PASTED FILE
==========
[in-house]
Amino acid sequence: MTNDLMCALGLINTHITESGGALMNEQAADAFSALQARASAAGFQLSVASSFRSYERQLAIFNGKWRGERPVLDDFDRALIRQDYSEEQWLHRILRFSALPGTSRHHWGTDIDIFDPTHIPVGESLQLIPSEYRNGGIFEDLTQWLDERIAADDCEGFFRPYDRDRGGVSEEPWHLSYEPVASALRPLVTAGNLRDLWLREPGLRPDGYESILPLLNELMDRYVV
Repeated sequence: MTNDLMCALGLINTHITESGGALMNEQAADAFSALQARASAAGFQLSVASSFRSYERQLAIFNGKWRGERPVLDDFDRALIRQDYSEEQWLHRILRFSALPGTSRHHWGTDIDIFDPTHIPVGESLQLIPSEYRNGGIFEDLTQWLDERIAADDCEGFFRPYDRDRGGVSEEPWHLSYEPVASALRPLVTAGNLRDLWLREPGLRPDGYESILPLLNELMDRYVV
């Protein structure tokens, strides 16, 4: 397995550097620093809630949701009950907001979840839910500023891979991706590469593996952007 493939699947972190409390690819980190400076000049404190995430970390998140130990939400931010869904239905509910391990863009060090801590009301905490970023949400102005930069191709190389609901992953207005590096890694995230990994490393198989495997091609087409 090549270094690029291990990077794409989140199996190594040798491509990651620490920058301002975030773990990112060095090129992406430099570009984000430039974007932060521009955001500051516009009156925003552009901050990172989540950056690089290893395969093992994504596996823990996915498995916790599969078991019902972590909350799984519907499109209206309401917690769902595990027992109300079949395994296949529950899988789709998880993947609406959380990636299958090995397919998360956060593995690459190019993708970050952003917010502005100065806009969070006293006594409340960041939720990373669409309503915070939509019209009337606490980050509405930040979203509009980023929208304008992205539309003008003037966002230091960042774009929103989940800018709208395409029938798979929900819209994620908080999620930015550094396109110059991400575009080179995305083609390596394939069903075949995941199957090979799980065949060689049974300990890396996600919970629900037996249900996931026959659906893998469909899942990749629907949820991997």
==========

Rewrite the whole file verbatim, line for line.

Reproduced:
[in-house]
Amino acid sequence: MTNDLMCALGLINTHITESGGALMNEQAADAFSALQARASAAGFQLSVASSFRSYERQLAIFNGKWRGERPVLDDFDRALIRQDYSEEQWLHRILRFSALPGTSRHHWGTDIDIFDPTHIPVGESLQLIPSEYRNGGIFEDLTQWLDERIAADDCEGFFRPYDRDRGGVSEEPWHLSYEPVASALRPLVTAGNLRDLWLREPGLRPDGYESILPLLNELMDRYVV
Repeated sequence: MTNDLMCALGLINTHITESGGALMNEQAADAFSALQARASAAGFQLSVASSFRSYERQLAIFNGKWRGERPVLDDFDRALIRQDYSEEQWLHRILRFSALPGTSRHHWGTDIDIFDPTHIPVGESLQLIPSEYRNGGIFEDLTQWLDERIAADDCEGFFRPYDRDRGGVSEEPWHLSYEPVASALRPLVTAGNLRDLWLREPGLRPDGYESILPLLNELMDRYVV
């Protein structure tokens, strides 16, 4: 397995550097620093809630949701009950907001979840839910500023891979991706590469593996952007 493939699947972190409390690819980190400076000049404190995430970390998140130990939400931010869904239905509910391990863009060090801590009301905490970023949400102005930069191709190389609901992953207005590096890694995230990994490393198989495997091609087409 090549270094690029291990990077794409989140199996190594040798491509990651620490920058301002975030773990990112060095090129992406430099570009984000430039974007932060521009955001500051516009009156925003552009901050990172989540950056690089290893395969093992994504596996823990996915498995916790599969078991019902972590909350799984519907499109209206309401917690769902595990027992109300079949395994296949529950899988789709998880993947609406959380990636299958090995397919998360956060593995690459190019993708970050952003917010502005100065806009969070006293006594409340960041939720990373669409309503915070939509019209009337606490980050509405930040979203509009980023929208304008992205539309003008003037966002230091960042774009929103989940800018709208395409029938798979929900819209994620908080999620930015550094396109110059991400575009080179995305083609390596394939069903075949995941199957090979799980065949060689049974300990890396996600919970629900037996249900996931026959659906893998469909899942990749629907949820991997």